Thursday, March 20, 2008

Let's Rally - In France

I just dried off from the rally. I had 2 more events to attend afterwards and I was squishing all over Manhattan. What else is there to say? If it made the participants feel good, the more power to them. Will it get any funding back? I am sticking to the point that if the rally were held back in May when momentum was strong (and the weather better) it would have had a bigger impact. But then again, the UFT would have led that one too and we know where that ultimately takes us - nowhere.

I still say the rally should have been at the Federal reserve and the NY Stock Exchange. Or Bear Stearns. Now that the guy who ran it is available, why not make him a CEO of something in the DOE?

Below, NYC Parent Steve Koss (and former teacher) posting to the NYCEducation News Listserve. He raises the issue of what they would do in France, where unions have a bit of heft. As UFT'ers, we can only go home after the rally and dry out. Steve closes with, "
The only other choice is to wait for the next Mayoral election after suffering eight years of abuse and hoping for something better. Good luck with that."

To that, I say, "Bon chance!"

Steve Koss writes:

Today's NY Daily News reports:

Before the protest, city leaders held a press briefing to stress that city spending on schools has grown by $4 billion since 2002, when Mayor Bloomberg took office. They also noted that if education was saved from budget cuts, other city agencies, including the NYPD, would take a 12% hit.

So even before yesterday's Keep the Promises rally had begun, the DOE's official response was another thumbed nose at the parents, teachers, and students who showed up to protest. Worse, their response was the now-classic Bush/Rove strategy of false dichotomy, the "You're either with us or you're against us," "If you don't support the war, you don't support our troops," "We don't want the smoking gun to be a mushroom cloud" approach of scare tactics and implied ad hominem attacks. In this case, it's either, "You accept the cuts in the DOE budget or we cut the NYPD's budget by 12%, so good luck protecting your family from the rampaging criminals and rapists who will be then be running wild through your communities."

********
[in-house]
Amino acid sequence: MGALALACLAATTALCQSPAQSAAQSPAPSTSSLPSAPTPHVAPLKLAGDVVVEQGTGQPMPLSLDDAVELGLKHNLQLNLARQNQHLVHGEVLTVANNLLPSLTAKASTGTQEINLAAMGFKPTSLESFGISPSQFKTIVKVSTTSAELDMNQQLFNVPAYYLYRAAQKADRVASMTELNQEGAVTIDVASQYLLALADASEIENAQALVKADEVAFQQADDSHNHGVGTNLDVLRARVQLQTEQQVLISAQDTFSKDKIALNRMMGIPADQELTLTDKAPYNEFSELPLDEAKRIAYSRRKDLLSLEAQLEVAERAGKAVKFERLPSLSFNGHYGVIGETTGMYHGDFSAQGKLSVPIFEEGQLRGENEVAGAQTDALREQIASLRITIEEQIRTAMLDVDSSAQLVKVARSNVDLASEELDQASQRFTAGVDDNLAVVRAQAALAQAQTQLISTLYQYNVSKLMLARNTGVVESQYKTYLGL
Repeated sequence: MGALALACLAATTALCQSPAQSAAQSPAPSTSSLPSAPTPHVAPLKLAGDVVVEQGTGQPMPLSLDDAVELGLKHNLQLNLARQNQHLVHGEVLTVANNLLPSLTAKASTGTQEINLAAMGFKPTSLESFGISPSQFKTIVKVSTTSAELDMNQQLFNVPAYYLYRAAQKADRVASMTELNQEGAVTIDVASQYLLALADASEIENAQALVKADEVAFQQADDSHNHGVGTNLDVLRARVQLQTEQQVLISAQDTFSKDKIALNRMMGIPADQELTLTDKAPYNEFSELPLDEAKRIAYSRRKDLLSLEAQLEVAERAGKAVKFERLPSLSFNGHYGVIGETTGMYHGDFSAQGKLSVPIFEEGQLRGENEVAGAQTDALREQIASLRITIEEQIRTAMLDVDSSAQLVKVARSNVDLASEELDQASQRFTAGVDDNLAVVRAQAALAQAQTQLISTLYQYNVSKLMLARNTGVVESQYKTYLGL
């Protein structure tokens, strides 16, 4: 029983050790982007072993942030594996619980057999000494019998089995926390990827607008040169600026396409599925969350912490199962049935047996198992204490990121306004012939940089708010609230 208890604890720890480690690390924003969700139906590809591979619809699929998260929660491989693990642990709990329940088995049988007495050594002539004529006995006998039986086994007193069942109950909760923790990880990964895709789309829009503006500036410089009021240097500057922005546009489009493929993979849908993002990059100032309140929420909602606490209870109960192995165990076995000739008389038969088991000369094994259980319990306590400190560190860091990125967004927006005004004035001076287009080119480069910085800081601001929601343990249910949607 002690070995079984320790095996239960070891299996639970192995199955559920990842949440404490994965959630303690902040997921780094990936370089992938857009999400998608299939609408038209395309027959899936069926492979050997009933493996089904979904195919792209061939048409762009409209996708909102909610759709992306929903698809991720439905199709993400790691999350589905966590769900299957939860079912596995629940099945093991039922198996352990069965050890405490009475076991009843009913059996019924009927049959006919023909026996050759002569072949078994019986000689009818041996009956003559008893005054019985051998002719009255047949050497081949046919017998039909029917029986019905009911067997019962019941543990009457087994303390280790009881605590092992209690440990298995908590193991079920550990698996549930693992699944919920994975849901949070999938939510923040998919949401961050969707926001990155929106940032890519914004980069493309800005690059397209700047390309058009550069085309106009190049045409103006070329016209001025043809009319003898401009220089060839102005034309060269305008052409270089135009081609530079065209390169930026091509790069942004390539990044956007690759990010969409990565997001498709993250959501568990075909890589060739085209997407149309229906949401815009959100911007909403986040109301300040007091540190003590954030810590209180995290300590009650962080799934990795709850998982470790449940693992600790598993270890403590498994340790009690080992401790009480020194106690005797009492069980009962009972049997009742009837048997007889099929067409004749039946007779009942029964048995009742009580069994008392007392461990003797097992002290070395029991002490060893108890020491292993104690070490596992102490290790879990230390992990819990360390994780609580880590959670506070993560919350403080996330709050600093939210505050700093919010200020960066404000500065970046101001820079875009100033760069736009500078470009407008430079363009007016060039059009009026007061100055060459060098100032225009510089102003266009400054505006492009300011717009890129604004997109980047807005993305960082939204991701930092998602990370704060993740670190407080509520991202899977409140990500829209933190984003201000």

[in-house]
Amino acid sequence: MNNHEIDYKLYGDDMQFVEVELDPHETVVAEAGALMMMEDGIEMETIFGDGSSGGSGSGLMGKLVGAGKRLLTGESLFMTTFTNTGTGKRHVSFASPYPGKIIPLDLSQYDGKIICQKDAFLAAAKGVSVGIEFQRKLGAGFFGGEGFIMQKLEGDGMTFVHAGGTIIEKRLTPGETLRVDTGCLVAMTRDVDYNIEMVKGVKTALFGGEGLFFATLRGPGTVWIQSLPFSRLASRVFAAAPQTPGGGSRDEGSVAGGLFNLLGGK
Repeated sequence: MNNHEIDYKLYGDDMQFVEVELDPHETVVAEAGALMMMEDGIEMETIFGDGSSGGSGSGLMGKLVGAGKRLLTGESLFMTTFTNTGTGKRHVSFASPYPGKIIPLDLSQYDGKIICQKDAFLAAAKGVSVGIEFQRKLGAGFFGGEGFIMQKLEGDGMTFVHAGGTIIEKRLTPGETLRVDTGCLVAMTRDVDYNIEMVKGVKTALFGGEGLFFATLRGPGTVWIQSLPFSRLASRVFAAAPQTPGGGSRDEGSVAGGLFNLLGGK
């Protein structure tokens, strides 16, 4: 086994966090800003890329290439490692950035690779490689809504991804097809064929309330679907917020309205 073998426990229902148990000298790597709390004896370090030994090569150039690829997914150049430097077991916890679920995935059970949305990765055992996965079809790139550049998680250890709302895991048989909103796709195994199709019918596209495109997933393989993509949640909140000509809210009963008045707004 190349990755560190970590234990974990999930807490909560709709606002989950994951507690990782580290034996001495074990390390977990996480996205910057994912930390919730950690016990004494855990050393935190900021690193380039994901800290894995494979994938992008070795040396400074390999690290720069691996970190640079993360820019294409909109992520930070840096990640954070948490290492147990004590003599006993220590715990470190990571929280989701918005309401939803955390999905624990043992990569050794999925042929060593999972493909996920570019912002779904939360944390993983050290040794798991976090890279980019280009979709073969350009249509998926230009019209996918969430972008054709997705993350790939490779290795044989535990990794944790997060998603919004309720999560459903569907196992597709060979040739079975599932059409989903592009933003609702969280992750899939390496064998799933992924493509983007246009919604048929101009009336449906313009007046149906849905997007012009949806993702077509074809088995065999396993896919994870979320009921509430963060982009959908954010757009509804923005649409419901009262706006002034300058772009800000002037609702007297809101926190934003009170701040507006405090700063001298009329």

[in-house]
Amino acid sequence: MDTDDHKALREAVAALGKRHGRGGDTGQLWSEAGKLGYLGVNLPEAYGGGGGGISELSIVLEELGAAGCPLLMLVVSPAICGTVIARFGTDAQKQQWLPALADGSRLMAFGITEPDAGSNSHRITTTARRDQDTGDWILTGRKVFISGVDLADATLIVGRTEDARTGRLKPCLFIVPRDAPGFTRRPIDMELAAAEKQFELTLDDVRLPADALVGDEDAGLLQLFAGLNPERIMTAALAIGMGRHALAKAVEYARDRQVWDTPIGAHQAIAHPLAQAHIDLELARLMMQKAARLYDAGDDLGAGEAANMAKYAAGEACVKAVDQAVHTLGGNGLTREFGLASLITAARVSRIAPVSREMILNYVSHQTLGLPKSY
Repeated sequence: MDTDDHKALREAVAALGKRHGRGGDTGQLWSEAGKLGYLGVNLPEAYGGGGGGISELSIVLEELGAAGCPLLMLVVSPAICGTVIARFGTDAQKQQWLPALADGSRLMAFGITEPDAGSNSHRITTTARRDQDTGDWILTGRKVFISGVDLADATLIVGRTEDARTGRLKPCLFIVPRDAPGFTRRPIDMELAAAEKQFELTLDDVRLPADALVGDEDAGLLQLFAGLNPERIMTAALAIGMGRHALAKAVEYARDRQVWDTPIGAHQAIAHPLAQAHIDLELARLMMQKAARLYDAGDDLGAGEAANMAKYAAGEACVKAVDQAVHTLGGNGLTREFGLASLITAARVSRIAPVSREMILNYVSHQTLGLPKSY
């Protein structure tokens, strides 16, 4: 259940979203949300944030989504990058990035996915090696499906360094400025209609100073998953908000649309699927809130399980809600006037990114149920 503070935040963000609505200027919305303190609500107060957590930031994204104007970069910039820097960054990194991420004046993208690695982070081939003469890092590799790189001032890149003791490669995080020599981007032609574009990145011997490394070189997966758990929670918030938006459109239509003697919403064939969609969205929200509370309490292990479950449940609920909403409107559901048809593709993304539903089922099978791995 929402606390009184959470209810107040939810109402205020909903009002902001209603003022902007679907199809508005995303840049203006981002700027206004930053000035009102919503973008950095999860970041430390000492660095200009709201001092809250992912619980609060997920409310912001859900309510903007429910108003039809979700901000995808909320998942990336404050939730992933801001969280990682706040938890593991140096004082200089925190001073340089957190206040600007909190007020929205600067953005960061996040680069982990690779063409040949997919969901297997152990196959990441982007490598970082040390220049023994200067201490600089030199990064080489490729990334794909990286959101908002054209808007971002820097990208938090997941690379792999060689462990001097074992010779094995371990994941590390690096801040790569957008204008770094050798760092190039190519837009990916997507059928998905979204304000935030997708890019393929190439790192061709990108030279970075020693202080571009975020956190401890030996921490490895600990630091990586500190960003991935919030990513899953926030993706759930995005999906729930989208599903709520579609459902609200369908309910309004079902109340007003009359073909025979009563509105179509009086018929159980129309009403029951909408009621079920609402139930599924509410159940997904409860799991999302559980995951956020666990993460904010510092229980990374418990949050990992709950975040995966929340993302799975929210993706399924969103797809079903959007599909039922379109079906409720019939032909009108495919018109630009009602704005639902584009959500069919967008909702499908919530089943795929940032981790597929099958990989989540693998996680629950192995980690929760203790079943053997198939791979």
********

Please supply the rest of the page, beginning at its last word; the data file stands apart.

One thing has become abundantly clear: this Mayor and Chancellor couldn't give a fig about public school parents or their silly little protests. "Go ahead, have your little march, and we'll ignore it, the media will barely notice, everyone will go home after a little harmless catharsis, and we'll go right ahead doing what we planned to do anyway." Doesn't matter if it's 8th grade promotion policies, budget cuts, or anything else.

There's only one thing this Mayor will ever respond to (other than the power of money), and that's threats to his national political image. Short of parents actually boycotting the public schools and holding their kids out indefinitely in a mass strike, nothing is going to change with this Mayor. Nothing else parents can do -- no number of protests or rallies or City Council testimonies or petitions or blog postings -- is going to make even the slightest dent. Five or six years of this should at least have made that clear by now.

Say what you will about the French, but they understand the power of mass strikes as the last (and, too often, only) weapon left by which regular people can still exercise their democratic power. Government still requires the consent of the governed, even in Mayor Bloomberg's New York City.

The only other choice is to wait for the next Mayoral election after suffering eight years of abuse and hoping for something better. Good luck with that.

No comments: